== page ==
“The trial court held that the evidence did not establish a material factual dispute regarding the nature and extent of plaintiff’s injury. We agree. The evidence produced at trial from plaintiff, Dr. Courtney, and Dr. Whitmore revealed that plaintiff sought treatment for back pain, neck pain, and headaches on the day of the accident. Plaintiff’s injury was diagnosed as sacroiliitis and required continued treatment through December 2014, which included multiple rounds of physical therapy, leave from work, restrictions on performing household chores, and pain medication. Plaintiff testified, and this testimony was not refuted, that his ability to work, exercise, walk his dogs, play with his children, care for family members, dance, lay on his back, and participate in activities as he did before the accident was substantially impaired from the date of the accident until approximately December 2014 as a consequence of his injury. Although defendant argued that plaintiff’s back injury may have been caused by a preexisting degenerative disc condition or subsequent motor vehicle accident, no evidence was produced at trial to support those allegations. While Dr. Courtney’s records did indicate the presence of a degenerative disc condition, Dr. Courtney described this condition as both ‘mild’ and “age-appropriate” and concluded that plaintiff’s symptoms had been caused by a motor vehicle accident. Defendant presented no expert testimony to support its theory that plaintiff’s back injury had another cause, but presented merely speculation. Nor did defendant present testimony or other evidence to refute the evidence regarding the extent of plaintiff’s injury.

On this basis, we agree with the trial court that there was no material factual dispute regarding the nature and extent of plaintiff’s injury. Chouman, 293 Mich App at 441. Plaintiff’s evidence included the fact that plaintiff’s PCP and Dr. Whitmore recommended over six months of physical therapy, plaintiff’s inability to work or participate in other pre-accident activities for over six months, and plaintiff’s residual back pain. Again, there is no temporal requirement regarding how long the impairment must last and no requirement of permanency to meet the serious impairment threshold. McCormick, 487 Mich at 203. Plaintiff’s impaired ability to lead his normal life from March 2014, when the accident occurred, until December 2014, when he was discharged from physical therapy and cleared to return to work, satisfied the definition of a serious impairment of body function. Accordingly, the trial court did not err by granting a directed verdict in favor of plaintiff on this issue. Barnes, [citation omitted].”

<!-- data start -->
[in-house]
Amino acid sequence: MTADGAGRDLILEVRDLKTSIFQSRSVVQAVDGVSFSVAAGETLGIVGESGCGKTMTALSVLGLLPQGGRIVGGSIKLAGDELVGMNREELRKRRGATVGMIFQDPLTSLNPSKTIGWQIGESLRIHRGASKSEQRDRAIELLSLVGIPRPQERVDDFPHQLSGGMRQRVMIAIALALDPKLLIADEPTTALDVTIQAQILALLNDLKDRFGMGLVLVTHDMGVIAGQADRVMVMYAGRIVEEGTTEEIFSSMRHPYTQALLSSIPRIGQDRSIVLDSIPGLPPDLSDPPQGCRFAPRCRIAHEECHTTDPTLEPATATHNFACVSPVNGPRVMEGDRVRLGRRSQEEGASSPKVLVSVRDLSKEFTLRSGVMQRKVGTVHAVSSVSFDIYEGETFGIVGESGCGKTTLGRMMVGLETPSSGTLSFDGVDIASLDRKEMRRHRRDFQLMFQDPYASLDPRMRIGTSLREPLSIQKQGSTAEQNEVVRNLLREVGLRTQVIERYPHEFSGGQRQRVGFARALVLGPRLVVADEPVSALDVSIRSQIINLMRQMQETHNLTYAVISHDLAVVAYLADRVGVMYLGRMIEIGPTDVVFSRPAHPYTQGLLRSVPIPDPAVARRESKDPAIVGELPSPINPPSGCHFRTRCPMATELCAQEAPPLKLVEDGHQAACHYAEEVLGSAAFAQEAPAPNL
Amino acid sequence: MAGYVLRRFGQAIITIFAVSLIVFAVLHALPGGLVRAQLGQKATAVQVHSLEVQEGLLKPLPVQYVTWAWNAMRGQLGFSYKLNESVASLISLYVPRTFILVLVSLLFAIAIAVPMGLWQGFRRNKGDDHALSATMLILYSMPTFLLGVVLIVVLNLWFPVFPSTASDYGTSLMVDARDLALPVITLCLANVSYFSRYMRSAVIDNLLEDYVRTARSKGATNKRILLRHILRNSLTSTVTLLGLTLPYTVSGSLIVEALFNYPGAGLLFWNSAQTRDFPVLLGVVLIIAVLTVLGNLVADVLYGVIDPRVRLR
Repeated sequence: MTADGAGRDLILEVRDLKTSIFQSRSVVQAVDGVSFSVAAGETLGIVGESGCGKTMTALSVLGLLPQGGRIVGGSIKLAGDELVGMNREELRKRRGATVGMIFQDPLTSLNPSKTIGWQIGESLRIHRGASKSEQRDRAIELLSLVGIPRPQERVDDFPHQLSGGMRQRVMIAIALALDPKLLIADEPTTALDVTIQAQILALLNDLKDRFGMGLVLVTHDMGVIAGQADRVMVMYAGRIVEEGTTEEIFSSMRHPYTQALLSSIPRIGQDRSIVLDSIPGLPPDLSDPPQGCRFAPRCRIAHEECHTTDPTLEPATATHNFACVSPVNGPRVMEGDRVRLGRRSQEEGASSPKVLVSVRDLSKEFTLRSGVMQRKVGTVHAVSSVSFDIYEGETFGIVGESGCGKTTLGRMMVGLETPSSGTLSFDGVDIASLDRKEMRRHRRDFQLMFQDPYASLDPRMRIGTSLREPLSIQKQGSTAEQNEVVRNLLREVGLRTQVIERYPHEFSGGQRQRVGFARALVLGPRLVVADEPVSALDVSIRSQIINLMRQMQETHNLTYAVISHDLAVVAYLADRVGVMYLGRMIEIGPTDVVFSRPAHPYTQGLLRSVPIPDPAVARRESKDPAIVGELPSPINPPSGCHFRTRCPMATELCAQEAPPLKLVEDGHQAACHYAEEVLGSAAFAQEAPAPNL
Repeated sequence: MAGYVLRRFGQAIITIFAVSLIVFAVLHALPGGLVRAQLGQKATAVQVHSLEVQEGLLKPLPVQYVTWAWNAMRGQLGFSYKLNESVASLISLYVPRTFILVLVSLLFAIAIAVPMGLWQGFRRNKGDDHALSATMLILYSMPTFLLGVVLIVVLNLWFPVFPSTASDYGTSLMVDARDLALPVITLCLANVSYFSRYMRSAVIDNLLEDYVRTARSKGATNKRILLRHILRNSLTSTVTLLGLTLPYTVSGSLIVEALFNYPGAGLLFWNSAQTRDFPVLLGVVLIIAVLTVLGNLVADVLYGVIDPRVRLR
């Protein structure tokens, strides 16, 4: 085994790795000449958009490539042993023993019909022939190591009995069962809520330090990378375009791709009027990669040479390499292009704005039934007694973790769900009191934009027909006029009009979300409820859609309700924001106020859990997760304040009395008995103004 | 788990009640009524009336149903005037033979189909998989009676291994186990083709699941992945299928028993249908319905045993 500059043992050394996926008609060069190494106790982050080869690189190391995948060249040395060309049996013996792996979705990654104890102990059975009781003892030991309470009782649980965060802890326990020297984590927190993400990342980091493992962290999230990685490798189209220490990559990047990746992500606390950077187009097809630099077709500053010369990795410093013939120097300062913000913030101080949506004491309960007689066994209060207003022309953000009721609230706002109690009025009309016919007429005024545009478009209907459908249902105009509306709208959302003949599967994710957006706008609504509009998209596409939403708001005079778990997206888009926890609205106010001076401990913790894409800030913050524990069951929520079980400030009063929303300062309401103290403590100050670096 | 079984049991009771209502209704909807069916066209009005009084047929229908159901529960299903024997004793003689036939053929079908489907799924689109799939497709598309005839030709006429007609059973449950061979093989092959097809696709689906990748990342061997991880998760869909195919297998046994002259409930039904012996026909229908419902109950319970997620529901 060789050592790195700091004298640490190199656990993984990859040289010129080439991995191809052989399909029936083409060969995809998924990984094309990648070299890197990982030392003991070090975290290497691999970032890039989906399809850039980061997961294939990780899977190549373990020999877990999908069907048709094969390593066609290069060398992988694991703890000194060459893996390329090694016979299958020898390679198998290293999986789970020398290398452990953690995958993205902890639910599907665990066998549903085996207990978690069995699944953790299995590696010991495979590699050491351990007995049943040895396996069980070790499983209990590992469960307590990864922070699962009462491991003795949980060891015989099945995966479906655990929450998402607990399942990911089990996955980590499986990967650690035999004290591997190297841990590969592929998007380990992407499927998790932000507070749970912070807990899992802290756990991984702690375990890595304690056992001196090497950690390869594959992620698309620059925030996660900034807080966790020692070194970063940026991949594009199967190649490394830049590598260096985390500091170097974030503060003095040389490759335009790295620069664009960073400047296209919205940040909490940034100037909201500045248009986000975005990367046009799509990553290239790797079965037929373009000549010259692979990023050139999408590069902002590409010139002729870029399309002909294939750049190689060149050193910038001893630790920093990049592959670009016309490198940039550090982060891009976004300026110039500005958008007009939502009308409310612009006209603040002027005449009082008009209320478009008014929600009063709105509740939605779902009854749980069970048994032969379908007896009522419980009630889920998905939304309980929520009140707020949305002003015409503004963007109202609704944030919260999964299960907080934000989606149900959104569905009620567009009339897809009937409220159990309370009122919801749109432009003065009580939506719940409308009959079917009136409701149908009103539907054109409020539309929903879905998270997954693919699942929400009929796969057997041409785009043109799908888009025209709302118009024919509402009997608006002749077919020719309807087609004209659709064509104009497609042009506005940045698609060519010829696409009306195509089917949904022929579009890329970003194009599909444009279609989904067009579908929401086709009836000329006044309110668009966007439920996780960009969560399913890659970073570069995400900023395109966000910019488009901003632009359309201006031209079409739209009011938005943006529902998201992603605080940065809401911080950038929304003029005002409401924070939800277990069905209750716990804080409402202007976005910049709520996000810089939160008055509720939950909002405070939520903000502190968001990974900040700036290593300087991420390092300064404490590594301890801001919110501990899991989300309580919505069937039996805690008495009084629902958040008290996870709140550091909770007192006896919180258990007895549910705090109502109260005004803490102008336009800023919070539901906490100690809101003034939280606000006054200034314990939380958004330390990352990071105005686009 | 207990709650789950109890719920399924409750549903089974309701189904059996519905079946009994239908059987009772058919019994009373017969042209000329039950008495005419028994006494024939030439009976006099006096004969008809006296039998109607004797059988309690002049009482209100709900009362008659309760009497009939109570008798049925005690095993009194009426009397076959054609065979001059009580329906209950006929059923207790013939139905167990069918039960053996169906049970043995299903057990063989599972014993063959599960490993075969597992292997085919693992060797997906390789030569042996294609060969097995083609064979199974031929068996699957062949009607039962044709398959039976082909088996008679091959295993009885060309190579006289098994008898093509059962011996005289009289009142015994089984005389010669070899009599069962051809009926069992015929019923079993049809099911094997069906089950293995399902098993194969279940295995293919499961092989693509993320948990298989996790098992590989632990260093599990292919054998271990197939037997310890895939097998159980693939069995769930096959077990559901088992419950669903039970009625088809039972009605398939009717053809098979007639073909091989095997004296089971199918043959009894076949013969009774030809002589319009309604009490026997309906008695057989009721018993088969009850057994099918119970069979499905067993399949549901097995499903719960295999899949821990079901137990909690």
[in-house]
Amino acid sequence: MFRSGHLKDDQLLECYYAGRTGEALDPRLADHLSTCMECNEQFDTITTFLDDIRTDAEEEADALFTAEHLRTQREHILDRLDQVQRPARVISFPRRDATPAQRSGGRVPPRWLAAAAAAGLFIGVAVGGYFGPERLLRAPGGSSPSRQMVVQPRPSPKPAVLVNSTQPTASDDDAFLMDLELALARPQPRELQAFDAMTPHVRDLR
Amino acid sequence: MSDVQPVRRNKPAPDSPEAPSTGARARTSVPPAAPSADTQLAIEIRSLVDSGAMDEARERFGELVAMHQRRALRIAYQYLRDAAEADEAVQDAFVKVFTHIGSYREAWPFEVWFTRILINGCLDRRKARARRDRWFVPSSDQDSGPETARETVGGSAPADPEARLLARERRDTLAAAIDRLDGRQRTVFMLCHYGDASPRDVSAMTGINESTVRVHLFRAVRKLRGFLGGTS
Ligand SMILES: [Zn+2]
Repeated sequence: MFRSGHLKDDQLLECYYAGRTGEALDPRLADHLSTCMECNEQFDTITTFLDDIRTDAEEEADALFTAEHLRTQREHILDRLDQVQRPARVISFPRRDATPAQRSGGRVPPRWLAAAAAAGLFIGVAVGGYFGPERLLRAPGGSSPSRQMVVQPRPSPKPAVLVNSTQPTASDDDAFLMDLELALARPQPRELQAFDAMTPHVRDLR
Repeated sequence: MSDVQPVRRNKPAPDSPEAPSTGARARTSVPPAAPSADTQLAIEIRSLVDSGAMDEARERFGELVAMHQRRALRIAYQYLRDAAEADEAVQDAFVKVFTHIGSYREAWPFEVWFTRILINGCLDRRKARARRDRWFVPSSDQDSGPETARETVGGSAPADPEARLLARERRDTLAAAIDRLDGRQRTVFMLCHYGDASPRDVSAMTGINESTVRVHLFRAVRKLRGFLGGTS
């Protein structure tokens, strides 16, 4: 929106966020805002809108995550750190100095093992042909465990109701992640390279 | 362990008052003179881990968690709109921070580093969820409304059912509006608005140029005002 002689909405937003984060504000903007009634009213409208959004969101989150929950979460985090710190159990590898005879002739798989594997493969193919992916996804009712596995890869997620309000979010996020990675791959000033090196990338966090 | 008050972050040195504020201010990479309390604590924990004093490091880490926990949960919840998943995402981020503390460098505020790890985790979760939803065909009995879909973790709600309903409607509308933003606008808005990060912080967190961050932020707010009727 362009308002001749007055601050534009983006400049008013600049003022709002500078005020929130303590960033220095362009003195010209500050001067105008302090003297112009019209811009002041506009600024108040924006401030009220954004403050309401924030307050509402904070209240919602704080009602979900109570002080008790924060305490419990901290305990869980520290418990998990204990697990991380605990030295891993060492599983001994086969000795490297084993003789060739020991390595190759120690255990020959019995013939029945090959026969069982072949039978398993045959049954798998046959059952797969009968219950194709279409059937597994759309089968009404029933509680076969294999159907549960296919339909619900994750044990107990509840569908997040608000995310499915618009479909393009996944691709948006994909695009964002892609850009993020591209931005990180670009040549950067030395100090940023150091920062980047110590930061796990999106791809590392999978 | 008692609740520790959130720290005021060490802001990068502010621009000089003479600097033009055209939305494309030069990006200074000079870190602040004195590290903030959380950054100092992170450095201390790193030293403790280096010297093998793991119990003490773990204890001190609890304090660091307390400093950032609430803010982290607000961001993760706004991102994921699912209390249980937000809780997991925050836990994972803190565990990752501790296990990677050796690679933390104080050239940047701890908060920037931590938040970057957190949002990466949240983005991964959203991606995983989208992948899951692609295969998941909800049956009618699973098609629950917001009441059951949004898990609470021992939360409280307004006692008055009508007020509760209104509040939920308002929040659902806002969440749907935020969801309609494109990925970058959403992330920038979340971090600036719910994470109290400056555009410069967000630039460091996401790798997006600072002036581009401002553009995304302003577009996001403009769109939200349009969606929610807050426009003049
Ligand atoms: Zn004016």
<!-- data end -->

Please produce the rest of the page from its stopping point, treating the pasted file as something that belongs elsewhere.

Buerkel next argued that the trial court erred by granting a directed verdict in Smith’s favor on the issue of causation, and specifically that Dr. Courtney’s stricken testimony would have created a question of fact regarding causation.  The Court of Appeals disagreed, ruling that it was within the trial court’s discretion to exclude an expert witness who was not disclosed on Buerkel’s expert witness list, and that even if the trial court had allowed Dr. Courtney’s testimony, the trial court still would have been able to grant Smith’s motion for a directed verdict.  After all, the trial court “essentially considered Dr. Courtney’s testimony in its entirety and concluded that defendant had failed to establish a genuine issue of material fact with respect to causation.

Buerkel lastly argued that the trial court erred in granting case evaluation sanctions in Smith’s favor, but the Court of Appeals held that this argument was without merit, as the jury’s award exceeded the case evaluation award of $35,000 by more than 10%.